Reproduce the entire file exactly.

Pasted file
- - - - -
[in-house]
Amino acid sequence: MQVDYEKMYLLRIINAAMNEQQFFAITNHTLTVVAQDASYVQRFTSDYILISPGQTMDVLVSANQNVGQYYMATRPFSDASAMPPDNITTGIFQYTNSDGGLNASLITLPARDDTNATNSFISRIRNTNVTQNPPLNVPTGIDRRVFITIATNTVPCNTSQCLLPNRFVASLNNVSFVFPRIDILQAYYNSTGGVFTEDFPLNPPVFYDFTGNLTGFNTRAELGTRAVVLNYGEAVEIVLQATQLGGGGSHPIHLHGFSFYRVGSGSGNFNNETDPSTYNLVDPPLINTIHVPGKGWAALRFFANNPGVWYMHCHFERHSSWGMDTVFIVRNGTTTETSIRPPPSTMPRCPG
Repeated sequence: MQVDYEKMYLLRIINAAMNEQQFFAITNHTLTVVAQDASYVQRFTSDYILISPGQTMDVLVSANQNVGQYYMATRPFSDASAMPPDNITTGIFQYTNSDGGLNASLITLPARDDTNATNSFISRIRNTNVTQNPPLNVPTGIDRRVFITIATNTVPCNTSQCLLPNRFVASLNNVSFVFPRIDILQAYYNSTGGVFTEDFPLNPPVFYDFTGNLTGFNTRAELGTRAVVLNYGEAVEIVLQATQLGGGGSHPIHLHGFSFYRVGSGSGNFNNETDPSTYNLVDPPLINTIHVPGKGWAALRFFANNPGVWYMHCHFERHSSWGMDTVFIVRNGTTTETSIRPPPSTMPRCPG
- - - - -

[in-house]
Amino acid sequence: MQVDYEKMYLLRIINAAMNEQQFFAITNHTLTVVAQDASYVQRFTSDYILISPGQTMDVLVSANQNVGQYYMATRPFSDASAMPPDNITTGIFQYTNSDGGLNASLITLPARDDTNATNSFISRIRNTNVTQNPPLNVPTGIDRRVFITIATNTVPCNTSQCLLPNRFVASLNNVSFVFPRIDILQAYYNSTGGVFTEDFPLNPPVFYDFTGNLTGFNTRAELGTRAVVLNYGEAVEIVLQATQLGGGGSHPIHLHGFSFYRVGSGSGNFNNETDPSTYNLVDPPLINTIHVPGKGWAALRFFANNPGVWYMHCHFERHSSWGMDTVFIVRNGTTTETSIRPPPSTMPRCPG
Repeated sequence: MQVDYEKMYLLRIINAAMNEQQFFAITNHTLTVVAQDASYVQRFTSDYILISPGQTMDVLVSANQNVGQYYMATRPFSDASAMPPDNITTGIFQYTNSDGGLNASLITLPARDDTNATNSFISRIRNTNVTQNPPLNVPTGIDRRVFITIATNTVPCNTSQCLLPNRFVASLNNVSFVFPRIDILQAYYNSTGGVFTEDFPLNPPVFYDFTGNLTGFNTRAELGTRAVVLNYGEAVEIVLQATQLGGGGSHPIHLHGFSFYRVGSGSGNFNNETDPSTYNLVDPPLINTIHVPGKGWAALRFFANNPGVWYMHCHFERHSSWGMDTVFIVRNGTTTETSIRPPPSTMPRCPG